Despite its relatively modest surface area, the coastal zone plays a considerable role in the biogeochemical cycles, because virtually all land-derived materials (water, sediments, dissolved and particulate nutrients, etc.) enter this region in surface runoff or groundwater flow. These terrestrial inputs are changing, largely as a consequence of human influence; about 40% of the world population lives within 100 km of the coastline, and this proportion is increasing. In addition, the coastal ocean exchanges large amounts of matter and energy with the open ocean. As a consequence of these external influences the coastal ocean constitutes one of the most geochemically and biologically active areas of the biosphere. For example, it accounts for over fifteen percent of oceanic primary production, 80% of organic matter burial, 90% of sedimentary mineralization, 75-90% of the oceanic sink of suspended river load and approximately half of the deposition of calcium carbonate. Additionally, it represents ninety percent of the world fish catch and its overall economic value has been recently estimated as at least 40% of the value of the world's ecosystem services and natural capital.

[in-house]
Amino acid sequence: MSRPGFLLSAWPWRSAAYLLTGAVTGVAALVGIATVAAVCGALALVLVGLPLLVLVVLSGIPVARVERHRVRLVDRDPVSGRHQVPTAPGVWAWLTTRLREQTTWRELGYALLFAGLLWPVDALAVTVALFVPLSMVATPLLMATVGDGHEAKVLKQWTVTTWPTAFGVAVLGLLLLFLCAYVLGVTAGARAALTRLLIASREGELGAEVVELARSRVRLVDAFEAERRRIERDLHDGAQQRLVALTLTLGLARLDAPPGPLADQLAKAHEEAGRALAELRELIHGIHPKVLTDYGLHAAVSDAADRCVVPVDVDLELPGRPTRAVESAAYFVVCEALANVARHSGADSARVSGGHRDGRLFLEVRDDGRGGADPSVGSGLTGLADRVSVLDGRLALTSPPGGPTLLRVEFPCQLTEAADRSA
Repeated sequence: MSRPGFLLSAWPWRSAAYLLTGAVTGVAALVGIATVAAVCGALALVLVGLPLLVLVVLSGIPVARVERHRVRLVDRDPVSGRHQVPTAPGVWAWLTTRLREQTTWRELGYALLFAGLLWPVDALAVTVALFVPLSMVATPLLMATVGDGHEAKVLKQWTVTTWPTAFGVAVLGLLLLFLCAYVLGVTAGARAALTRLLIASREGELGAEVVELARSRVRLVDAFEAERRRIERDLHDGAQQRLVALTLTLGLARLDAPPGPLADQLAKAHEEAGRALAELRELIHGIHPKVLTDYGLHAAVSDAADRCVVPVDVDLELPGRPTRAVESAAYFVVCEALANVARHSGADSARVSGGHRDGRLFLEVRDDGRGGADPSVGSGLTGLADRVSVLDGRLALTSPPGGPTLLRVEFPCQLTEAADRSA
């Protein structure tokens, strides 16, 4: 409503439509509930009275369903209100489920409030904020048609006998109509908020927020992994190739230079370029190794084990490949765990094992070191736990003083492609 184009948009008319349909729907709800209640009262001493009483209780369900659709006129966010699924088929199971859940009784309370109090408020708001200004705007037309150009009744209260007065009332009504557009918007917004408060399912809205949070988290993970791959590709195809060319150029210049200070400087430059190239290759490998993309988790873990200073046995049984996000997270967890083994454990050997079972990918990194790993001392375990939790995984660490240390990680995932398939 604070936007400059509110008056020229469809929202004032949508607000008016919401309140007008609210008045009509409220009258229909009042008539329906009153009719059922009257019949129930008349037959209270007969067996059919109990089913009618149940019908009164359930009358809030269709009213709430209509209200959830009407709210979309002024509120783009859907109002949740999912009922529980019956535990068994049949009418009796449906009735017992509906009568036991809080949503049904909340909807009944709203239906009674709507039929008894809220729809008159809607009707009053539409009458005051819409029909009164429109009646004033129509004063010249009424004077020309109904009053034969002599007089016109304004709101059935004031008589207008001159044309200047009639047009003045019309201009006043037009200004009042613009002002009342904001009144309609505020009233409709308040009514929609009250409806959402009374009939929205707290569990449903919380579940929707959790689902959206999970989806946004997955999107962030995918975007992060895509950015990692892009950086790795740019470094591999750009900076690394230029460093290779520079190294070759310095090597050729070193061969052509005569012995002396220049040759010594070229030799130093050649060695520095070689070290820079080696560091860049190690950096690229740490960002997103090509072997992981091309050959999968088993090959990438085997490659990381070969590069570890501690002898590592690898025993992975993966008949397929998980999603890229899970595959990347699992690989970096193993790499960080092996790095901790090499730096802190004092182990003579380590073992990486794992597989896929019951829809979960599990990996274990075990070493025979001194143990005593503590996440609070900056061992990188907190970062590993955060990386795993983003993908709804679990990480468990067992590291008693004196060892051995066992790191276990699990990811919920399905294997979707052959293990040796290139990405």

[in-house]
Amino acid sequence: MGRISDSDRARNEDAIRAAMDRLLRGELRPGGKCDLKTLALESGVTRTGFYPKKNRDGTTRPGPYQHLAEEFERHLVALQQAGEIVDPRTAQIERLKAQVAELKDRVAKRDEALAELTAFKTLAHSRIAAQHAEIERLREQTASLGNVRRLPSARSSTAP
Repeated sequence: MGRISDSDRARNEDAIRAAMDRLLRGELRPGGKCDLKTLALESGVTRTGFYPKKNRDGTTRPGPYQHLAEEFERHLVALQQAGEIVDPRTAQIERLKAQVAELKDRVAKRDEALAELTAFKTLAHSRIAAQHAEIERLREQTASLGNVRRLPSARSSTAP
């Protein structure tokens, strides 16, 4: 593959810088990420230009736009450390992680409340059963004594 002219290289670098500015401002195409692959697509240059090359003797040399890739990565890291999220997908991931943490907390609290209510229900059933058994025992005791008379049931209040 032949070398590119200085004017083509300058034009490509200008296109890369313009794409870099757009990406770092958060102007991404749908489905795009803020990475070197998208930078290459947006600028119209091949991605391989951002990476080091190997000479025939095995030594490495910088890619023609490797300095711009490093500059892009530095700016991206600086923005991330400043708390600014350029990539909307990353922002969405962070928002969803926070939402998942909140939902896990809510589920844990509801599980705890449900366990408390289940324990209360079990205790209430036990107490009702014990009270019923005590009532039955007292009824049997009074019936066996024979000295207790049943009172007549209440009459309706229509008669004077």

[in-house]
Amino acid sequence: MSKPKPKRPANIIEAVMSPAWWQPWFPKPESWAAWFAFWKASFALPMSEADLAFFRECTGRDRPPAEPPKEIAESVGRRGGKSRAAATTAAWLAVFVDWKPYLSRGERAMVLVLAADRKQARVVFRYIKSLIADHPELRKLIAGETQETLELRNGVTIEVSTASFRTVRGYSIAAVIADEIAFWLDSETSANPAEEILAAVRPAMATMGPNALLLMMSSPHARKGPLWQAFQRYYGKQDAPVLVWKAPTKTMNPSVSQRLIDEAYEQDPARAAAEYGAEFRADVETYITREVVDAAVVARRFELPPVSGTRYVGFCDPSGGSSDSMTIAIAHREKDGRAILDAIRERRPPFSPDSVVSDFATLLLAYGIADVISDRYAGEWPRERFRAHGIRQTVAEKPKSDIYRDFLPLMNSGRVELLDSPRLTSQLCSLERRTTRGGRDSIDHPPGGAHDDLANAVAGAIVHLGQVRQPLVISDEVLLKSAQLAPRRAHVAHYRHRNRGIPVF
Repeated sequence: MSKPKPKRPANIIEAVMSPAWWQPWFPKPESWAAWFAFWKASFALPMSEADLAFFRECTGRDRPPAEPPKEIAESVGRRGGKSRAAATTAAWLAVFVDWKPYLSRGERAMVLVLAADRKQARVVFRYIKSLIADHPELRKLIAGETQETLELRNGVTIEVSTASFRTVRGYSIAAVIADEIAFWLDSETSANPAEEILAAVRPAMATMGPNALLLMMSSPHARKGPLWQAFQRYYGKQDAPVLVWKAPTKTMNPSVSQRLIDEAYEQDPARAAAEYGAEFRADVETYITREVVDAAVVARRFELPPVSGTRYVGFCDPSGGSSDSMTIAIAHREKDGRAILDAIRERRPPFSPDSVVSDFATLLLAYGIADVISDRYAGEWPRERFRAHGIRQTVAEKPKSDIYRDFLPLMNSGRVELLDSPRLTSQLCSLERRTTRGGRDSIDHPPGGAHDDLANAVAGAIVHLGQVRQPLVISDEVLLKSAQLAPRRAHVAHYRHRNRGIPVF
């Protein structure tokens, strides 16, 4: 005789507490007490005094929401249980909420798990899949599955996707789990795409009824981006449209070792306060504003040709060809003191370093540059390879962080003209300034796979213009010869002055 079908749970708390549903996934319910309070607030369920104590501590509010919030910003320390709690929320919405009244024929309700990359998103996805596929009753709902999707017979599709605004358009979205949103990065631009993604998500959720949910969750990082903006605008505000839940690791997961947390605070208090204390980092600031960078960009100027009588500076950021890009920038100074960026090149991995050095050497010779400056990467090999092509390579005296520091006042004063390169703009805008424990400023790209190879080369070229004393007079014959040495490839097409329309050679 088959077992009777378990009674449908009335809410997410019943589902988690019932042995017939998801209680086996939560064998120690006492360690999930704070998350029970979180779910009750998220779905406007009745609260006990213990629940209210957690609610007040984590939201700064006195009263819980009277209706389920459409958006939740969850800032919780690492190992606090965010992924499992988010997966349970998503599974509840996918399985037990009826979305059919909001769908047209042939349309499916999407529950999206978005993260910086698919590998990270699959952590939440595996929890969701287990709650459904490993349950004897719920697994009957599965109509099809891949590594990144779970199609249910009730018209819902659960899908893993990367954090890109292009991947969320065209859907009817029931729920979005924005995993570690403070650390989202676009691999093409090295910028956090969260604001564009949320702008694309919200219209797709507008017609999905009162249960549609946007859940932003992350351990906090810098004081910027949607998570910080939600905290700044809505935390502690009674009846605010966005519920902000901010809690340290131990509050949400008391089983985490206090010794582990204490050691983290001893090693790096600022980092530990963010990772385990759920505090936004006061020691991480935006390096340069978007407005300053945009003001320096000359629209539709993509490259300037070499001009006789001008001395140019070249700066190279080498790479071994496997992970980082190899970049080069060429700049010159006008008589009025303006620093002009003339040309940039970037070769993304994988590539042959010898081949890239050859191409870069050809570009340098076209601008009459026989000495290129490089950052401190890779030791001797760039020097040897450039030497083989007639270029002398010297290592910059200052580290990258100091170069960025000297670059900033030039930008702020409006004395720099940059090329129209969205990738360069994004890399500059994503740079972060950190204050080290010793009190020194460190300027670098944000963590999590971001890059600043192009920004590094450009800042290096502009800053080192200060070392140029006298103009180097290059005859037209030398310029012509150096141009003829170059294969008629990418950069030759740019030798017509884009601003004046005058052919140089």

Despite its potential importance, the coastal ocean has been relatively neglected until recently, probably because of its intrinsic complexity. It is the focus of several national and international ongoing research programs. The Land-Ocean Interactions in the Coastal Zone (LOICZ) program was established as part of the IGBP Global Change Programme (IGBP) in 1993. It is now also a core project of the International Human Dimensions Programme on Global Environmental Change (IHDP). The European Union has launched a coastal core project (European Land-Ocean Interaction Studies, ELOISE).

Major coastal ecosystems

Table 1: Surface area of the main coastal ecosystems. System Surface area (106 km2 ) Estuaries 1.4 Macrophyte-dominated 2.0 Coral reefs 0.6 Salt-marshes 0.4 Mangroves 0.2 Remaining shelf ~21 Total 26 The main ecosystems of the coastal ocean are: estuaries, macrophyte communities, mangroves, coral reefs (Coastal zone) , salt marshes and the remaining continental shelves (Table 1). These areas are only approximately known, and there is some double-counting among the ecosystem types. For example, coral reefs, estuaries and the "remaining shelf" all include macrophyte-dominated communities.